Behavioural expression of pain is species-specific and is influenced by age, breed, individual temperament, and the presence of additional stressors such as anxiety or fear. Debilitating disease can dramatically reduce the range of behavioural indicators of pain that the animal would normally show (e.g., dogs may not vocalize and may be reluctant to move to prevent worsening pain). Therefore, when assessing a dog for pain a range of factors should be considered, including the type, anatomical location and duration of surgery, the medical problem, or extent of injury. It is helpful to know the dog's normal behaviour; however, this is not always practical and strangers, other dogs, and many analgesic and other drugs (e.g., sedatives) may inhibit the dog's normal behavioural repertoire.

Behavioural signs of pain in dogs include:

 Change in posture or body position (Figures 2 and 3)

 Change in demeanour (Figure 4)

 Vocalization

 Altered reaction to touch

 Altered interaction with people (e.g., reduced interaction, aggression)

 Altered mobility (e.g., lameness, reluctance to move)

 Reduction in appetite

Figures 2. (A) Post-laparotomy, (B) severe dermatitis
Figures 2. (A) Post-laparotomy, (B) severe dermatitis

 

Figure 3. Gastroesophageal pain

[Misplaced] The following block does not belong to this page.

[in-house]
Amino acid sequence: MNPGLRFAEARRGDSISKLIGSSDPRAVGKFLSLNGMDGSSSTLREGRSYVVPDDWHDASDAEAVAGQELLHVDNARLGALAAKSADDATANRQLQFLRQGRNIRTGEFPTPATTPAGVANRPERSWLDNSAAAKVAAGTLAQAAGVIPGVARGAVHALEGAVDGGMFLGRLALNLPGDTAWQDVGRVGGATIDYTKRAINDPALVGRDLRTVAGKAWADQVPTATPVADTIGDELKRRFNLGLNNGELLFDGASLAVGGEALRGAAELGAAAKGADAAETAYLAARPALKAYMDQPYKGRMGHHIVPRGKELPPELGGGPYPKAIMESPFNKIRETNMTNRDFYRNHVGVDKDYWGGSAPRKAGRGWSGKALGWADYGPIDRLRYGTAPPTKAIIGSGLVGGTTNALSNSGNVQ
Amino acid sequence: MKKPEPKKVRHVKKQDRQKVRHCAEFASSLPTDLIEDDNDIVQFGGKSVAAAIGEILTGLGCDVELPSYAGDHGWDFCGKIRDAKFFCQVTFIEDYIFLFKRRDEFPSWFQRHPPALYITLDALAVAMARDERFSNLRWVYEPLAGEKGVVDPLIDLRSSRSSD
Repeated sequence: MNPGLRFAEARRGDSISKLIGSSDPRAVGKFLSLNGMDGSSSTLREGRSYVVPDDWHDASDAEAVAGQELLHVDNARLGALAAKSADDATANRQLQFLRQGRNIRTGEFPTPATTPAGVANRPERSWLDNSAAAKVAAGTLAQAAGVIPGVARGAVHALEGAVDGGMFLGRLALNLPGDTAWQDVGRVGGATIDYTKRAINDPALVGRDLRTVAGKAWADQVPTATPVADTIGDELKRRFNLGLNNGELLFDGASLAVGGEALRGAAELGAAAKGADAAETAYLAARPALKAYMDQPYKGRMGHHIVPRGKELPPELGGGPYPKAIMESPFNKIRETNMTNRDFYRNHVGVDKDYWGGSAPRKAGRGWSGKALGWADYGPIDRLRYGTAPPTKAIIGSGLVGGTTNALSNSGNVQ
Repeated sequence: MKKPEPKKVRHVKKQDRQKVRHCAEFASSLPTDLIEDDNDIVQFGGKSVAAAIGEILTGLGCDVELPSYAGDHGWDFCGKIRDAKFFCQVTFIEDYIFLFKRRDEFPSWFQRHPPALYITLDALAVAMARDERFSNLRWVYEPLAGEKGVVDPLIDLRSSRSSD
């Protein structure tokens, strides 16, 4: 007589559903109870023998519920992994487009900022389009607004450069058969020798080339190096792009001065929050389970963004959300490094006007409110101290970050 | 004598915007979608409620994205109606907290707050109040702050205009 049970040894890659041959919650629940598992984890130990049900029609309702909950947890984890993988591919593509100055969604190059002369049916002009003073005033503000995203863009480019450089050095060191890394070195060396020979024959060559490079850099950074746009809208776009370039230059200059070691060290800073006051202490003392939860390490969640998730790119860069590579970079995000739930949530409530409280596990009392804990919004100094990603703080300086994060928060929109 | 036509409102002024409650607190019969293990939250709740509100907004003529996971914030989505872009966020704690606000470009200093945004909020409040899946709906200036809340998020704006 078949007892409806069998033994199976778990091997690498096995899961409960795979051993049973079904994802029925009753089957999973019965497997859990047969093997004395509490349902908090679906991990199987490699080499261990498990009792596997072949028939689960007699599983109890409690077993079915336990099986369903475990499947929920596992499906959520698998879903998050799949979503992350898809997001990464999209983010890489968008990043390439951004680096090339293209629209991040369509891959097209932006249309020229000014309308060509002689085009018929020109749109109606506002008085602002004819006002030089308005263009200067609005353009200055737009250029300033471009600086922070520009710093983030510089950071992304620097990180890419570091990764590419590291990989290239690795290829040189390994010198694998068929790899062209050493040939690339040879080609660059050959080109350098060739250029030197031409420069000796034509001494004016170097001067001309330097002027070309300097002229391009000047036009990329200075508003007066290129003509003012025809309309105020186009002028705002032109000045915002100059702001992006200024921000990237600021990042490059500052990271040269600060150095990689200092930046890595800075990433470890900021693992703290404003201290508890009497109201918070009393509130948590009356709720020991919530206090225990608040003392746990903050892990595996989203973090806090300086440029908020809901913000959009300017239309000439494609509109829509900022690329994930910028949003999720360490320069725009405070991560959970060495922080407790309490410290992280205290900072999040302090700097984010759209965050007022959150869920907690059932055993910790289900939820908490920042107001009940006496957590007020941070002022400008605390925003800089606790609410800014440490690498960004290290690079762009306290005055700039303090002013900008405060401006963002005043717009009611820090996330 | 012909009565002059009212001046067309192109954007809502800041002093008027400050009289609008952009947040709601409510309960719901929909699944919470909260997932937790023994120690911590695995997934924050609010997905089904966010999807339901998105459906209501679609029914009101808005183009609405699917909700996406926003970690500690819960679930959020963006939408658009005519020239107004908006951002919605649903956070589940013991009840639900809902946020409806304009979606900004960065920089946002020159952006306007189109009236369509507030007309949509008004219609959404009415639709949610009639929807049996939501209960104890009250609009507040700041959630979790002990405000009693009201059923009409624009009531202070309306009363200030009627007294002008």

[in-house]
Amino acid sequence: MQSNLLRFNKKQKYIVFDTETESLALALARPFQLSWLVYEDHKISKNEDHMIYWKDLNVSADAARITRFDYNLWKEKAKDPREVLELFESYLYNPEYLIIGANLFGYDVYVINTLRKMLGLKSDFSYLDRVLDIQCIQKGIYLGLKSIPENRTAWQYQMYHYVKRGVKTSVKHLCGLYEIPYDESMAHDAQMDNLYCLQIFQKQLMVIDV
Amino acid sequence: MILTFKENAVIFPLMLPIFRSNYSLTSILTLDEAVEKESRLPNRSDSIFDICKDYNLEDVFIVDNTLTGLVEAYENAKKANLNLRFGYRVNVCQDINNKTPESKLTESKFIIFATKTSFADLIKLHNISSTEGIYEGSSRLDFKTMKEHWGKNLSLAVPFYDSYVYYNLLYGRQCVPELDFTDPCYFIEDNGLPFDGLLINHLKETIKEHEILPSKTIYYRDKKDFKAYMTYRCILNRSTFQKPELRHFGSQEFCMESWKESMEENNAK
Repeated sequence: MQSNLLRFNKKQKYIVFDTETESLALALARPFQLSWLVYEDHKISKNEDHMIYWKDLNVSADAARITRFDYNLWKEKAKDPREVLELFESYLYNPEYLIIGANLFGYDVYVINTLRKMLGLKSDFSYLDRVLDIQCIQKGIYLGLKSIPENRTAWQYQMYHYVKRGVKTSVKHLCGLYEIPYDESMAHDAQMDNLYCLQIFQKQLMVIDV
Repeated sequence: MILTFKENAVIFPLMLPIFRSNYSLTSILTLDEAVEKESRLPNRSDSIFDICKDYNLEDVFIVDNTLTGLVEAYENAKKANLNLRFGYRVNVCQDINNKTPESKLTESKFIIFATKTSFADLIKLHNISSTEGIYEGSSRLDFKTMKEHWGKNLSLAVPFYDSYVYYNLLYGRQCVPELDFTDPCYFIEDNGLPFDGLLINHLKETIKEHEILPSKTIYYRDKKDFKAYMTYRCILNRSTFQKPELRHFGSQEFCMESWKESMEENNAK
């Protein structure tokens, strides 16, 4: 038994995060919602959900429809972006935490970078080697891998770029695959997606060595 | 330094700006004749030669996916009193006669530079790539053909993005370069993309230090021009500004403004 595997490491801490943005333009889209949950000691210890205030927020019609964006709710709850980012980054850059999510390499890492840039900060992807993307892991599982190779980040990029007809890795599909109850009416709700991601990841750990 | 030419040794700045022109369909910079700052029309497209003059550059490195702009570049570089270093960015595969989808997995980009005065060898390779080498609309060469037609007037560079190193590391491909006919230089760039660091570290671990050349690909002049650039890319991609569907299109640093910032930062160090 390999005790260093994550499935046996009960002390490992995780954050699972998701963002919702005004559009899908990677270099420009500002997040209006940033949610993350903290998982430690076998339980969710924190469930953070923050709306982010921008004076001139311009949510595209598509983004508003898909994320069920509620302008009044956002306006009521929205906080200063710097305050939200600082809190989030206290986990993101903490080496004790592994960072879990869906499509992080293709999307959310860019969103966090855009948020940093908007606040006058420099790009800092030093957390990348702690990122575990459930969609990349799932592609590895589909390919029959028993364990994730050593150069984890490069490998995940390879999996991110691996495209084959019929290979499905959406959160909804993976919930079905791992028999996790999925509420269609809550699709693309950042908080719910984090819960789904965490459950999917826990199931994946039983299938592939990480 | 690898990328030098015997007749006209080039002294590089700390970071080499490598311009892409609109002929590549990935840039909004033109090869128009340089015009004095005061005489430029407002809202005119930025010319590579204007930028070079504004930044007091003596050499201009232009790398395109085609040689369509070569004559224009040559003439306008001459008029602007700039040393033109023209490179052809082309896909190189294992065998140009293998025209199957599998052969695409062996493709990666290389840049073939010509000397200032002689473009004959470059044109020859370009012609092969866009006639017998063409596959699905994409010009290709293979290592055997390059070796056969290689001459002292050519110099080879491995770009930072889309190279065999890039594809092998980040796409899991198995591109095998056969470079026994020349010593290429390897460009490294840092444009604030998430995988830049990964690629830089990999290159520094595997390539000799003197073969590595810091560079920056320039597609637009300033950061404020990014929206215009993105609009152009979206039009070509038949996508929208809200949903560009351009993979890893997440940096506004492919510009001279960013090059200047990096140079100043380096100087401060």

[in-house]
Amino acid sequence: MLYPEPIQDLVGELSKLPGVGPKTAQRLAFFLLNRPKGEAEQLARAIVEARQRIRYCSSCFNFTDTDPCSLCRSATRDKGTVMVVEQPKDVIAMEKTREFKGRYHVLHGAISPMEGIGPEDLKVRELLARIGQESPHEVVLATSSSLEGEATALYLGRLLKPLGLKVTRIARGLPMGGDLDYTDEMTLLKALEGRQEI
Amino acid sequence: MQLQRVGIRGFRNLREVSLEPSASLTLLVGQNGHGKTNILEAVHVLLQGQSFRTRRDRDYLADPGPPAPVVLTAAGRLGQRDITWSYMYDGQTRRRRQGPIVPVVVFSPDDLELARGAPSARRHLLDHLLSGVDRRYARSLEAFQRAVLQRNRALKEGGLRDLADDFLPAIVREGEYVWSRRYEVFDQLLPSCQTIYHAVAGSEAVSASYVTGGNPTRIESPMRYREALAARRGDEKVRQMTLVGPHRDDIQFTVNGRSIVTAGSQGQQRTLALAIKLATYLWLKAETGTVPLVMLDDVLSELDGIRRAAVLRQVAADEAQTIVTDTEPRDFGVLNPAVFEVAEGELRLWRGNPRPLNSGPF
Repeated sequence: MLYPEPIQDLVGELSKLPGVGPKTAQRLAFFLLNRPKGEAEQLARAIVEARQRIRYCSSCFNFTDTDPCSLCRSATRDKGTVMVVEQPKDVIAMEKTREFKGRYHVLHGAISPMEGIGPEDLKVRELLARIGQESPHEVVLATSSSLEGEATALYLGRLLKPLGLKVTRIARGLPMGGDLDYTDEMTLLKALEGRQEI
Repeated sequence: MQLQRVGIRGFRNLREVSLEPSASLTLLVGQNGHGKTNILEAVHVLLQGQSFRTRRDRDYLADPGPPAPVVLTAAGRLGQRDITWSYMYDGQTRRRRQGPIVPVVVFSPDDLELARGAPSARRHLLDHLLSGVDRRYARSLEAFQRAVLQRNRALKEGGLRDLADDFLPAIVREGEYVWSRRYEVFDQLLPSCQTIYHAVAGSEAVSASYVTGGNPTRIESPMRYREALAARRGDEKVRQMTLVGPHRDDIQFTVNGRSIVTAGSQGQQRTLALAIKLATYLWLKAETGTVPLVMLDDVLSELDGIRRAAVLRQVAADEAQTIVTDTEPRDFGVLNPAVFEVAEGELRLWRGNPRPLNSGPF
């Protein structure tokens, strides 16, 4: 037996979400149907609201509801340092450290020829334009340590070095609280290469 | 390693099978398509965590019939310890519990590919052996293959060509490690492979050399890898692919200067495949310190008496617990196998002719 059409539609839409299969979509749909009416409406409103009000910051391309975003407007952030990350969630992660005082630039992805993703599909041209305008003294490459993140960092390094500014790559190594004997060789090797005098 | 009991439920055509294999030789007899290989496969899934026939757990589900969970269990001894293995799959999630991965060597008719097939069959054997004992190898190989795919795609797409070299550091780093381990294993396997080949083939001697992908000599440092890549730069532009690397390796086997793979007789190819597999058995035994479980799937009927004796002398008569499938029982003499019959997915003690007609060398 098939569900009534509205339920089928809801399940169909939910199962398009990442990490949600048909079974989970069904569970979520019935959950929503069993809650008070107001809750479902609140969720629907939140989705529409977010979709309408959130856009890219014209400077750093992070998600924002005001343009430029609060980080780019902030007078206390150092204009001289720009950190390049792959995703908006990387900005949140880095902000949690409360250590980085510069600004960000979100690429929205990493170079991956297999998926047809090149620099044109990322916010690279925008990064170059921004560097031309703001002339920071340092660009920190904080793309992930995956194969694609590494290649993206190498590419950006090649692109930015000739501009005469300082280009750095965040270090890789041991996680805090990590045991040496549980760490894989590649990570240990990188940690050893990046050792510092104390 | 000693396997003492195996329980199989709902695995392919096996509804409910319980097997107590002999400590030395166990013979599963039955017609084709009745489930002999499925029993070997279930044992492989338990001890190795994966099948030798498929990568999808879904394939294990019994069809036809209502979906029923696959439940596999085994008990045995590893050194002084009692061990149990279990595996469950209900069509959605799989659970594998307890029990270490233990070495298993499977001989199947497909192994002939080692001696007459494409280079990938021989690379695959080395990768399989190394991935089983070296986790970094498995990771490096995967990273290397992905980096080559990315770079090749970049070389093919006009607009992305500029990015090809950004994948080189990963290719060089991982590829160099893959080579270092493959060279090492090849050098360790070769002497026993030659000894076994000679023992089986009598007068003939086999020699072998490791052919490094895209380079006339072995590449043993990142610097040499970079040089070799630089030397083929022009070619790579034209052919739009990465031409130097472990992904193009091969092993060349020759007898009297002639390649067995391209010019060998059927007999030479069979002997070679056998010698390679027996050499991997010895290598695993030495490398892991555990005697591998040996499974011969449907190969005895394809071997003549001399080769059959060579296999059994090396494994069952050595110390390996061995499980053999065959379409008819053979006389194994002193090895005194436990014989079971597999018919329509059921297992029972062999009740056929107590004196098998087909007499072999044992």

Figure 3. Gastroesophageal pain

 

Figure 4. (A) Pancreatitis, painful, (B) pancreatitis, pain free
Figure 4. (A) Pancreatitis, painful, (B) pancreatitis, pain free

 

Pain Assessment Protocol

The most important step in managing acute pain well is to actively assess the dog for signs of pain on a regular basis, and use the outcomes of these assessments (through observation and interaction) along with knowledge of the disease/surgical status and history of the animal to make a judgement on the pain state of the dog. It is recommended that carers adopt a specific protocol and approach every dog in a consistent manner to assess them for pain. Dysphoria should be considered where panting, nausea, vomiting or vocalization occurs immediately following opioid administration.

 Observe the dog in its kennel/bed and consider its demeanor and posture

 Approach the dog and interact with it, calling its name, and consider its response

 Touch the dog (around a wound/damaged tissue as appropriate), and consider its response (normal, aggressive, flinching, etc.)